Fun Etymology Tuesday – Demon

Gosh, you guys, the HLC seems to have lost track of the days!
We’re sorry – here is your longed for FunEty!

Yesterday’s word was “demon”!

This word came to English around the beginning of the 13th century and refers to some kind of evil spirit, incubus or devil. Interestingly, the Latin word from which this word derives, “daemon”, means simply spirit and the Greek word from which that derives, “daimon” even means guiding spirit (or deity, divine power, lesser god or tutelary deity, sometimes also the souls of the dead)!

From PIE *dai-mon, meaning divider or provider of fortunes or destinies, from the root *da- meaning to divide, the malignant sense we see in English is because the Greek word was used in Christian Greek translations and Vulgate for god of heathens, heathen idol and unclean spirit, while the usual Ancient Greek sense is attested in English from the 1560s and is sometimes written daemon or daimon to distinguish it from the evil feel of demon.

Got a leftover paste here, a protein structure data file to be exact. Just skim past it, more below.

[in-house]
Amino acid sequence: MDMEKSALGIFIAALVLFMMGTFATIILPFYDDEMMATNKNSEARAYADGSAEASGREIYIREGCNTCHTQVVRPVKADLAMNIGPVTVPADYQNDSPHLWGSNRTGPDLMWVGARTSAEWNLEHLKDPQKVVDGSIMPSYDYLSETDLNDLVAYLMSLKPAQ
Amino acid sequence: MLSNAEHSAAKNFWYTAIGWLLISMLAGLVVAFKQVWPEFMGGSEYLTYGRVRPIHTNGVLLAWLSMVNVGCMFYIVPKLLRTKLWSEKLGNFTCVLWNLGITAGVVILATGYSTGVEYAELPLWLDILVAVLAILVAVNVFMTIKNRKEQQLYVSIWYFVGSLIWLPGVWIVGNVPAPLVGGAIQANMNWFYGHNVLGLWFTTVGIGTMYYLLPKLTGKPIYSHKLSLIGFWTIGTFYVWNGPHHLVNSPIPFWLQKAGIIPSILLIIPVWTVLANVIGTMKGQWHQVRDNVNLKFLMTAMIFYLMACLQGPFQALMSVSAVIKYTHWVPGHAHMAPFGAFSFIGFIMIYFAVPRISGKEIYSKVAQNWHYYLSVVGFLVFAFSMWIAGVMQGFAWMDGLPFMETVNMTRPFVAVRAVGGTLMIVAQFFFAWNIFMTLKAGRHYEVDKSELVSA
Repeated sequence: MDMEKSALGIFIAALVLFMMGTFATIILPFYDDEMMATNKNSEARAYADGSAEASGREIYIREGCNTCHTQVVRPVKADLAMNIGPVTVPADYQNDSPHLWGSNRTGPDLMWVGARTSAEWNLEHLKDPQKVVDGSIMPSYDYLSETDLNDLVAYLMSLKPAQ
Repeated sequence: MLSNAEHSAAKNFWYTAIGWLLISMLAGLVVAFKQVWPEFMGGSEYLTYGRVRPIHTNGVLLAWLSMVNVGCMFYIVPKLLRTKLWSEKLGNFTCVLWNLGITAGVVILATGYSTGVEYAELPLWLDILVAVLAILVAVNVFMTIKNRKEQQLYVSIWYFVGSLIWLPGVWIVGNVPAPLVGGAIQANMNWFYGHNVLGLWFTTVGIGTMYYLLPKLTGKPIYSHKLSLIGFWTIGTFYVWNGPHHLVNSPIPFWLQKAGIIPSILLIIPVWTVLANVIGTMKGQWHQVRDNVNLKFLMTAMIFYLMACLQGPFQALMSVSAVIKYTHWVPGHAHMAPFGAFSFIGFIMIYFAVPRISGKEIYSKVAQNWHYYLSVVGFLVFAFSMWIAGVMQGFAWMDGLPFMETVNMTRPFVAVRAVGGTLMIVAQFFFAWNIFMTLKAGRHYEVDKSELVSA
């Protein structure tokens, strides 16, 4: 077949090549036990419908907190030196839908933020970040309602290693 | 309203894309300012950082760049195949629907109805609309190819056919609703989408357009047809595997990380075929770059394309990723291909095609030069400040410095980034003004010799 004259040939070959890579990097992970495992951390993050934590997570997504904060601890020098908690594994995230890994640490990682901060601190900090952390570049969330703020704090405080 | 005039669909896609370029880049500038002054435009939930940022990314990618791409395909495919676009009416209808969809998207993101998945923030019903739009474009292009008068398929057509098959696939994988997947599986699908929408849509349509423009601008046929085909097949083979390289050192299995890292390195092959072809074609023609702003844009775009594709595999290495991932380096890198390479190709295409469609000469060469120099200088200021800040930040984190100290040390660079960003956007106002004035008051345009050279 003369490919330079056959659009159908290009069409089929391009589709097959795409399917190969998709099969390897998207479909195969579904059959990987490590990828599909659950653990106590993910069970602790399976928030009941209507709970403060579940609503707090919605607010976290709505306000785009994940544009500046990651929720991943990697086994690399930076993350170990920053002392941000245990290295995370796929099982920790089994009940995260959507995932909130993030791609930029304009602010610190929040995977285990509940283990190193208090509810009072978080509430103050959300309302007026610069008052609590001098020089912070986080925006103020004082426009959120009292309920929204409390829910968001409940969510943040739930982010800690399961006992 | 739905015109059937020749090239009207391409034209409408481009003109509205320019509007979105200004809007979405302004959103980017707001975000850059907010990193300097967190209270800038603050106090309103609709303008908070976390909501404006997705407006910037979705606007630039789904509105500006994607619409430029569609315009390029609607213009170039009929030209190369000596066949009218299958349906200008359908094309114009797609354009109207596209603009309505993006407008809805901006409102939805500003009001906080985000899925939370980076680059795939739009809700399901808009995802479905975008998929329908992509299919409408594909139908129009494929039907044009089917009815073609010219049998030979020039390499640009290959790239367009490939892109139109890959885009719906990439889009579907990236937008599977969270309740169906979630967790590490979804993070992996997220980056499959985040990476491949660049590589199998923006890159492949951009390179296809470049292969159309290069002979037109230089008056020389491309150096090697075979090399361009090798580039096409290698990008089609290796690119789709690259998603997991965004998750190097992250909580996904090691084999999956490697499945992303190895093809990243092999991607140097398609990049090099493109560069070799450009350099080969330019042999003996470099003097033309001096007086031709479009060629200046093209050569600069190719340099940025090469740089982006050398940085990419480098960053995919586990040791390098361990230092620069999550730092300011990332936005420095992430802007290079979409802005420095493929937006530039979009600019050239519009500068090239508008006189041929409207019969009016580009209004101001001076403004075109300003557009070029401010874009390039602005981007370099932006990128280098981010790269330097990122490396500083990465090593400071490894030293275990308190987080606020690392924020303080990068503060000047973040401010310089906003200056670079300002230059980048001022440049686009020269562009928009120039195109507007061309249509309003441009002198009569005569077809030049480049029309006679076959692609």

So there it is: one day late, but better late than never, your FunEty of this week! I hope you enjoyed it as much as I did!

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